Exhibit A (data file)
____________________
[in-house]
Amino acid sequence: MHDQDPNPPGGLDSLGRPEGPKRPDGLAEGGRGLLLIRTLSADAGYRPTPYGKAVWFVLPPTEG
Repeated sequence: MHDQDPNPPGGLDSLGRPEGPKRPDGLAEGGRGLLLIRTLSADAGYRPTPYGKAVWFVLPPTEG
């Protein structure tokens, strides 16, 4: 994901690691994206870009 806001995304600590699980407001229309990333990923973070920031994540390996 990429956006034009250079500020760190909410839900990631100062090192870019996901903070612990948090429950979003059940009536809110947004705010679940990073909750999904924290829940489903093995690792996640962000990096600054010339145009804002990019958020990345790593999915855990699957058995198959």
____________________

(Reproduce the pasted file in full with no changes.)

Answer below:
[in-house]
Amino acid sequence: MHDQDPNPPGGLDSLGRPEGPKRPDGLAEGGRGLLLIRTLSADAGYRPTPYGKAVWFVLPPTEG
Repeated sequence: MHDQDPNPPGGLDSLGRPEGPKRPDGLAEGGRGLLLIRTLSADAGYRPTPYGKAVWFVLPPTEG
């Protein structure tokens, strides 16, 4: 994901690691994206870009 806001995304600590699980407001229309990333990923973070920031994540390996 990429956006034009250079500020760190909410839900990631100062090192870019996901903070612990948090429950979003059940009536809110947004705010679940990073909750999904924290829940489903093995690792996640962000990096600054010339145009804002990019958020990345790593999915855990699957058995198959």